Originally Posted by galexander
Placing a nuclear reactor right on the shoreline on the most tsunami ridden country in the world is surely asking for trouble?
It doesn't take a genius to work this out.
I was just watching the latest TV advert for Guiness in the UK and some of the imagery in the advert is a bit strange to say the least. I wonder how long it will be before it is taken off the air?
A night-time scene of an oriental city is shown (didn't recognise any Japanese writing on the billboards) and clouds of black smoke descend on the skyscrapers apparently leading to collapse accompanied by apparent cheering of onlookers.
Poor taste or what?
The film The China Syndrome, starring Jane Fonda and which depicts the meltdown of a nuclear plant was released just 12 days before the partial meltdown of a reactor on Three Mile Island.
Just a coincidence?
On TV we are shown images inside a nuclear power station which show a reactor core sitting quietly at the bottom of a pool of water. And please note you can clearly see the ripples on the water's surface.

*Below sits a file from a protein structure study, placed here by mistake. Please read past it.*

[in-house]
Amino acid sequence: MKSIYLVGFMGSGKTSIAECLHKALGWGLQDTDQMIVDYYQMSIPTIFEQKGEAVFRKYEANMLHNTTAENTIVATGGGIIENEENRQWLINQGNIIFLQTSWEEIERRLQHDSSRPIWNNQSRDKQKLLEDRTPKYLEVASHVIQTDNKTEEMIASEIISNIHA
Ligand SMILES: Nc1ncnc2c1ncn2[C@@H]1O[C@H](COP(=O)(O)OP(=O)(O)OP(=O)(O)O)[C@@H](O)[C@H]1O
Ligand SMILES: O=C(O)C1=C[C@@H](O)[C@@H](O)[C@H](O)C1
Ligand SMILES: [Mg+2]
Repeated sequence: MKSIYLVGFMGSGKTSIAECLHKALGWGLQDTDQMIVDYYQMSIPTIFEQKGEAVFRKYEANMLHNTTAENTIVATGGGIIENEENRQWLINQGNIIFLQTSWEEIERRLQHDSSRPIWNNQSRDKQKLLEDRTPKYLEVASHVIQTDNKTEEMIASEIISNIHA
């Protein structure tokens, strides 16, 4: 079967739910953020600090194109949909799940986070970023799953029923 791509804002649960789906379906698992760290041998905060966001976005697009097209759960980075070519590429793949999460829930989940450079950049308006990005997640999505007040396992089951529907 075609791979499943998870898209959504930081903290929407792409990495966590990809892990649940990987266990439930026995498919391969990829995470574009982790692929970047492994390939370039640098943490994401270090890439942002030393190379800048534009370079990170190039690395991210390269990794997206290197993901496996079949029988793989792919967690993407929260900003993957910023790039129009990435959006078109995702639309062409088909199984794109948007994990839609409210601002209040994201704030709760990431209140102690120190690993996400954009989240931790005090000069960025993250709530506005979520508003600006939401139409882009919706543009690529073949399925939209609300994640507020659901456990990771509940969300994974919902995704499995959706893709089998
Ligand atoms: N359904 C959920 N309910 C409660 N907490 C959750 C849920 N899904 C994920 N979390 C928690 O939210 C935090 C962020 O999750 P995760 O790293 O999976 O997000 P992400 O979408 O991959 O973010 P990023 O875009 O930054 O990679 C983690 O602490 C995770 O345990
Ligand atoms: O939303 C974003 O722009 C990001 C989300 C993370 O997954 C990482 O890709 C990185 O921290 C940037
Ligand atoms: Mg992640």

But how realistic is this? To generate power the reactor core heats water to generate steam. I see no steam bubbling to the surface of this pool of water.
Okay, so in actual fact the cooling water around the reactor core which becomes superheated and which is in reality under too great a pressure to produce steam actually transfers its heat to a second reservoir of water which is not pressurized and which does produce steam.
Fine. But how does a superheated pressurized containment as described above actually produce a surface complete with ripples on?
What we are being shown on TV can't be the real thing surely?
Can anyone make any sense of any of this?
Don't understand why the hell tankers of water weren't summoned the day of and/or the day after the quake and tsunami?